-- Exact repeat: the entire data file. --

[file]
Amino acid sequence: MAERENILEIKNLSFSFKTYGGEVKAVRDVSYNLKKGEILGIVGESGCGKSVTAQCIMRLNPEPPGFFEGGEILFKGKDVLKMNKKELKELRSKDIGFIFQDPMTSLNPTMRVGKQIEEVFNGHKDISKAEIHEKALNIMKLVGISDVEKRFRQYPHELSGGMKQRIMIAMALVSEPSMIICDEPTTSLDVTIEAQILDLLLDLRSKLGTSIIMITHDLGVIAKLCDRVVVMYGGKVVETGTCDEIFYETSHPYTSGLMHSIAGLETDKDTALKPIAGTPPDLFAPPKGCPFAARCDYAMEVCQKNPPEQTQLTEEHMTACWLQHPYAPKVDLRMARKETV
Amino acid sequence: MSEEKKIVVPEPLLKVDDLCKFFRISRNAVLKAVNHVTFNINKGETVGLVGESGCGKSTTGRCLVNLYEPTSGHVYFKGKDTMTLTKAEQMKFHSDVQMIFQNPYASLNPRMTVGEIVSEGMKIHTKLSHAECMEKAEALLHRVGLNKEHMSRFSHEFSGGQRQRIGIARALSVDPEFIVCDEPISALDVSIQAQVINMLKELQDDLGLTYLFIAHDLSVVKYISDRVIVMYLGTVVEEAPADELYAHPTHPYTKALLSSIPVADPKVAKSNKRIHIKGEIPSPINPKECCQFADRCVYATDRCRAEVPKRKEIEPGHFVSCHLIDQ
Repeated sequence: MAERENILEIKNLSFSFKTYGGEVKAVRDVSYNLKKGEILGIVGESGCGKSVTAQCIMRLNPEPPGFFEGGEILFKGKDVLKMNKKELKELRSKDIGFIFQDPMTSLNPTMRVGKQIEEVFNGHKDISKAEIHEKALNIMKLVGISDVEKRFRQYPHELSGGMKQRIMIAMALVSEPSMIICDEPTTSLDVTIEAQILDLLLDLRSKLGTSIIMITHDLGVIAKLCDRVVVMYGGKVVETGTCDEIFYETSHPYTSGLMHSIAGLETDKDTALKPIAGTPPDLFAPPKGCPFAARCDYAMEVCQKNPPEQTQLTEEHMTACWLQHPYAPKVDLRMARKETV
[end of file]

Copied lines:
Amino acid sequence: MAERENILEIKNLSFSFKTYGGEVKAVRDVSYNLKKGEILGIVGESGCGKSVTAQCIMRLNPEPPGFFEGGEILFKGKDVLKMNKKELKELRSKDIGFIFQDPMTSLNPTMRVGKQIEEVFNGHKDISKAEIHEKALNIMKLVGISDVEKRFRQYPHELSGGMKQRIMIAMALVSEPSMIICDEPTTSLDVTIEAQILDLLLDLRSKLGTSIIMITHDLGVIAKLCDRVVVMYGGKVVETGTCDEIFYETSHPYTSGLMHSIAGLETDKDTALKPIAGTPPDLFAPPKGCPFAARCDYAMEVCQKNPPEQTQLTEEHMTACWLQHPYAPKVDLRMARKETV
Amino acid sequence: MSEEKKIVVPEPLLKVDDLCKFFRISRNAVLKAVNHVTFNINKGETVGLVGESGCGKSTTGRCLVNLYEPTSGHVYFKGKDTMTLTKAEQMKFHSDVQMIFQNPYASLNPRMTVGEIVSEGMKIHTKLSHAECMEKAEALLHRVGLNKEHMSRFSHEFSGGQRQRIGIARALSVDPEFIVCDEPISALDVSIQAQVINMLKELQDDLGLTYLFIAHDLSVVKYISDRVIVMYLGTVVEEAPADELYAHPTHPYTKALLSSIPVADPKVAKSNKRIHIKGEIPSPINPKECCQFADRCVYATDRCRAEVPKRKEIEPGHFVSCHLIDQ
Repeated sequence: MAERENILEIKNLSFSFKTYGGEVKAVRDVSYNLKKGEILGIVGESGCGKSVTAQCIMRLNPEPPGFFEGGEILFKGKDVLKMNKKELKELRSKDIGFIFQDPMTSLNPTMRVGKQIEEVFNGHKDISKAEIHEKALNIMKLVGISDVEKRFRQYPHELSGGMKQRIMIAMALVSEPSMIICDEPTTSLDVTIEAQILDLLLDLRSKLGTSIIMITHDLGVIAKLCDRVVVMYGGKVVETGTCDEIFYETSHPYTSGLMHSIAGLETDKDTALKPIAGTPPDLFAPPKGCPFAARCDYAMEVCQKNPPEQTQLTEEHMTACWLQHPYAPKVDLRMARKETV